Digitalized Map Project Funded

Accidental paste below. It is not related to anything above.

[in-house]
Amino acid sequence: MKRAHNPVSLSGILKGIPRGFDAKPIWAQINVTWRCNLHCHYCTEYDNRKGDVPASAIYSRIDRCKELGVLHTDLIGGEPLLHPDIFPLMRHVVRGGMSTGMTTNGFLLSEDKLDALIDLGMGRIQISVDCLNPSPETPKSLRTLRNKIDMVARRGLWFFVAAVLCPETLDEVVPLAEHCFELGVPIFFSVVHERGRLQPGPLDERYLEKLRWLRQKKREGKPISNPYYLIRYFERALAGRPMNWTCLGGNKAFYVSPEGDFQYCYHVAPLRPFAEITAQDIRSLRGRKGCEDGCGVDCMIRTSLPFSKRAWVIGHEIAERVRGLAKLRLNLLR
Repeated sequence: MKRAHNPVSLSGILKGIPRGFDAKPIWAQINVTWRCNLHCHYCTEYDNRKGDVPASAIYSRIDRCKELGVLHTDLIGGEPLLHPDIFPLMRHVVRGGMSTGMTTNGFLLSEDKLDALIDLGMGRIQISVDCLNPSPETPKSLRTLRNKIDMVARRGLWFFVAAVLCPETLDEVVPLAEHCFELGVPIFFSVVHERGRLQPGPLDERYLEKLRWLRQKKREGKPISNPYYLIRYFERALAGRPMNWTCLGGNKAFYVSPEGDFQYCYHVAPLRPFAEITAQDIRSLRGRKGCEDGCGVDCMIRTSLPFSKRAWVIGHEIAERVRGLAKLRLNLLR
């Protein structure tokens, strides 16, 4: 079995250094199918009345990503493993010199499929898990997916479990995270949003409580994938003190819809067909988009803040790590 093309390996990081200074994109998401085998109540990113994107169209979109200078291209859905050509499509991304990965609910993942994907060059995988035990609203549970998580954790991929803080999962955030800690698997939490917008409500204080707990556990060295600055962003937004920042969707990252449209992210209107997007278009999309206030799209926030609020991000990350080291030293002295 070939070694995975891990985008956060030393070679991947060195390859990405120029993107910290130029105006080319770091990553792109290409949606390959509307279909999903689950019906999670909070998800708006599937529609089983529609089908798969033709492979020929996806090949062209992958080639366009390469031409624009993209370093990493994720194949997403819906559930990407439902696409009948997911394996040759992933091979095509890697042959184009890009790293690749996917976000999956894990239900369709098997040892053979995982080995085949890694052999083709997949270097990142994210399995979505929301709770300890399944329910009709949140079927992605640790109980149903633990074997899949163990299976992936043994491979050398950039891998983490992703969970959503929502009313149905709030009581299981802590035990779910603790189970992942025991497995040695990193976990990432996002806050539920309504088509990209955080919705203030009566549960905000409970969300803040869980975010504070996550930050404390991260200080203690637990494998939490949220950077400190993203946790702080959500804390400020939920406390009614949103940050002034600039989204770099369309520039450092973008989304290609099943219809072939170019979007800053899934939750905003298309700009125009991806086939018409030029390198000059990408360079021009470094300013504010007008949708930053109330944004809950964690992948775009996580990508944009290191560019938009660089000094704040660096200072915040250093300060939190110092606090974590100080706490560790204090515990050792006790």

DIGITIZED MAPS OF OHIO TO AID STATE PLANNING, BOOST ECONOMY COLUMBUS -- Thanks to a partnership at federal, state, and university levels, industries and state agencies in Ohio will be able to use digital maps to make more efficient decisions. These computer-readable maps, which can represent many kinds of data at once, will be made available through the cooperation of the U.S. Geological Survey, five state agencies, and the Center for Mapping at The Ohio State University. A four-year, $4.9 million grant approved Monday (9/27) includes a $2.45 million contribution from the federal agency, and the contributions of cash and labor from five agencies of the state: the Ohio departments of Development, Natural Resources, and Transportation; the Ohio Environmental Protection Agency; and the Public Utilities Commission of Ohio. Under the direction of John Bossler and Raul Ramirez of the Center for Mapping, the program, called the Digital Base Map Project, will result in a digitized map of Ohio that includes information useful to a variety of state agencies and to any business considering a site within the state. "Lewis and Clark couldn't find their way west efficiently because they didn't have a map." Bossler said. "Today, industries and state planners can't make decisions efficiently without the help of digital maps." Bossler, director of Ohio State's center and professor of geodetic science and surveying, gave an example of how a digitized map helped South Carolina attract a BMW plant. The automaker was seeking a site close to both a port and a railroad station, within two minutes of an interstate highway, and in an area where land was cheap and warehouses were plentiful. "It's possible to overlay that type of information on a computer screen and quickly find sites that fit the criteria," Bossler said. The Digital Base Map Project will incorporate information about public land surveys, waterways, topography, boundaries and transportation routes. All of these data currently exist in conventional "hardcopy" or paper form. To convert these data into digital form, staff at the Center for Mapping will feed large maps into a computer scanner -- a time-consuming process that will take the four years allotted to the project, Bossler said. "If we think of the state in terms of 788 squares that cover the area of Ohio, scanning the information and correcting the errors for each square will take about 200 working hours," he said. Once a map is digitized, it is easier to change than a conventional map and can be transmitted over electronic networks just like any other data, he added. # Contacts: John Bossler, (614) 292-1612, or Raul Ramirez, (614) 292-1622. [Submitted by: REIDV (email@example.com) Tue, 28 Sep 93 11:21:12 EST] All documents are the responsibility of their originator.